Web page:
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I recently installed a GFCI breaker due to a recessed floor outlet wiring burning out due flooding from storms.

When the electrician connected the GFCI's white pigtail wire to the neutral block the GFCI breaker would trip. He checked all the wiring and said something about the neutral used for another circuit, so he left the white pigtail unconnected and said the GFCI will still work properly, just the test button will not function. Is this correct? as I find it hard to believe the circuit is really protected without the white pigtail wire connected.

  • Does this so-called "electrician" have a license? Did he need a permit? Is an official inspector coming to check on it? That could be your answer, if the installer doesn't immediately agree to "make it right". – Upnorth Oct 6 '17 at 20:37
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The GFCI absolutely needs its neutral wires

He can't make it work and he's trying to walk out the door. He needs your signature on a piece of paper, so he futzes with wires until it works, fumbles an excuse, gets you to sign, gone. What are you to say to his face?

In effect, he challenged you to either accept things as-is or be discourteous. You chose to be courteous. Standard contractor play.

If you read the instructions for the GFCI breaker, he certainly did not install it according to the instructions, which means the work is illegal under NEC 110.3b ( listed or labeled equipment shall be installed and used in accordance with any instructions included in the listing or labeling ).

There's a real problem, likely a hard one

Most likely he found to his dismay that the circuit's neutral was being shared by another circuit... either a load grabbed this hot and another circuit's neutral, or vice versa. Or alternately, one of the loads on that circuit actually does have a ground fault -- people always forget about that possibility, but that is the entire point of a GFCI, after all! He didn't want to spend half a day doing a "bug hunt", so he dodged the issue and got paid.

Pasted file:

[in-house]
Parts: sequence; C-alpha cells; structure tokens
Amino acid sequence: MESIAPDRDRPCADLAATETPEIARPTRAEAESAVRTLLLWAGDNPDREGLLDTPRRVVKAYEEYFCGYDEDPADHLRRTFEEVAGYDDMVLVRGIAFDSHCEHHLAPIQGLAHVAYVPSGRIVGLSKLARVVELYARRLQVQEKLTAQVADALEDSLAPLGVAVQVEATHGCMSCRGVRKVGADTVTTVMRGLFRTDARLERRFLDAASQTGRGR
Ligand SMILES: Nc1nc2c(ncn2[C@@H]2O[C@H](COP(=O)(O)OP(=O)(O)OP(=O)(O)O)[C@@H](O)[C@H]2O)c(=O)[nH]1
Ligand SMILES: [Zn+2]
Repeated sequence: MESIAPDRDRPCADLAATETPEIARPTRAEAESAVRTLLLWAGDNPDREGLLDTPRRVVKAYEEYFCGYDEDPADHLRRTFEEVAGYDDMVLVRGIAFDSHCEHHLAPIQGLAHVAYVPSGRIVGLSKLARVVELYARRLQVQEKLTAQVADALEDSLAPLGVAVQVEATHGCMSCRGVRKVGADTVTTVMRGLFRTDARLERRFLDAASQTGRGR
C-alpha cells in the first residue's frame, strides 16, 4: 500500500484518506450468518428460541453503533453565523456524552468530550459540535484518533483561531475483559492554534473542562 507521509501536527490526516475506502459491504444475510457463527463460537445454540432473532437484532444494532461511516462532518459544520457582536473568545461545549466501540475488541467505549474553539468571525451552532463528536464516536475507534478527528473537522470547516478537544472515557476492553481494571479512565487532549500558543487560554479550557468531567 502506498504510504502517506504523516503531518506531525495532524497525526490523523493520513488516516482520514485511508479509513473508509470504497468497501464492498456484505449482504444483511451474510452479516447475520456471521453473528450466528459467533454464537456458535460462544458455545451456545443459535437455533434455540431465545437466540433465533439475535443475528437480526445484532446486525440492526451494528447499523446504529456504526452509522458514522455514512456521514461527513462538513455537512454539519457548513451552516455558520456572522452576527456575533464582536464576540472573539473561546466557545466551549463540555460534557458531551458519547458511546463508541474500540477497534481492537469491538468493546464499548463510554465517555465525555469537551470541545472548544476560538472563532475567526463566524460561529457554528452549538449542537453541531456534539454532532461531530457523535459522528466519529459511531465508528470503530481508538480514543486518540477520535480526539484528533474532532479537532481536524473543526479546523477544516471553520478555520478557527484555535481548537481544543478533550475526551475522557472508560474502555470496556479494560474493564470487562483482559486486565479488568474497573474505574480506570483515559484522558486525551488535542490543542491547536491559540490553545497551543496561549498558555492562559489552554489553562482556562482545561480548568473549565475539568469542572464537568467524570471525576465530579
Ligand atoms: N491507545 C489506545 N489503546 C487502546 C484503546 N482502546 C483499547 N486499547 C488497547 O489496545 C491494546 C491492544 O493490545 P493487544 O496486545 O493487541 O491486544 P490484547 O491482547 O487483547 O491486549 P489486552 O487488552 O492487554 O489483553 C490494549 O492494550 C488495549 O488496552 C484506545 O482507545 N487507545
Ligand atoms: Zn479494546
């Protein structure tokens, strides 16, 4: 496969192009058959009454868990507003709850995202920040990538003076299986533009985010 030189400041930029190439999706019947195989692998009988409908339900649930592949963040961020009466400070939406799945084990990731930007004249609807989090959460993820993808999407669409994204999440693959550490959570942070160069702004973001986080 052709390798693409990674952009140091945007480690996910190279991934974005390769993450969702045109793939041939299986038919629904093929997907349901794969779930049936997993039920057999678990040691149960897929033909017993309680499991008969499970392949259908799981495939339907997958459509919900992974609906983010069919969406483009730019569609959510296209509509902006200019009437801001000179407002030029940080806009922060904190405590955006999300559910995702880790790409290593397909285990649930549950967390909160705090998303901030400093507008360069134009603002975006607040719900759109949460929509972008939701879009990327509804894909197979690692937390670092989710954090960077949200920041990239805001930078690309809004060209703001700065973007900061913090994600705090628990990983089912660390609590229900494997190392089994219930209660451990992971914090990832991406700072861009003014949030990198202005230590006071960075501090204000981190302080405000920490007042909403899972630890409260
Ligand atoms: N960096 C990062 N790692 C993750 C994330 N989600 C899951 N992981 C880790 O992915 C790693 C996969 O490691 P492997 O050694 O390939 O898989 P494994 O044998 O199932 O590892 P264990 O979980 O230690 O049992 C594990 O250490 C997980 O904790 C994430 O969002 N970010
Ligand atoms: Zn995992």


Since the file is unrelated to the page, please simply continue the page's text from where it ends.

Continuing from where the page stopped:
Sometimes it is a systematic version of that thing, called a multi-wire branch circuit -- but those are easy for any competent person to spot. And very easily fixed: fit a 2-pole GFCI and done. So I doubt it's that.

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GFCI's tend to have problems with multi wire branch circuits (2 hots 1 neutral 1 ground on 2 breakers) this used to be a very standard wiring practice but with AFCI & GFCI devices required just about everywhere they are becoming less common because depending on the model they tend to trip quite easily, this may be the problem but I would want to use a megger and ring the wiring out since you had a meltdown it may actually be tripping because of damaged insulation.

  • Isn't the purpose of a GFCI to compare the current in the hot to the current in the neutral and shut off the circuit if they differ by too much? With the neutral pigtail disconnected, how can the GFCI measure the current in the neutral? (Also, doesn't the test button perfectly simulate a ground fault? If it doesn't trip when the test button is pushed, why would it trip if there was a ground fault?) – David Schwartz Oct 5 '17 at 17:40
  • Most work exactly this way comparing the hot and neutral. – Ed Beal Oct 5 '17 at 17:57

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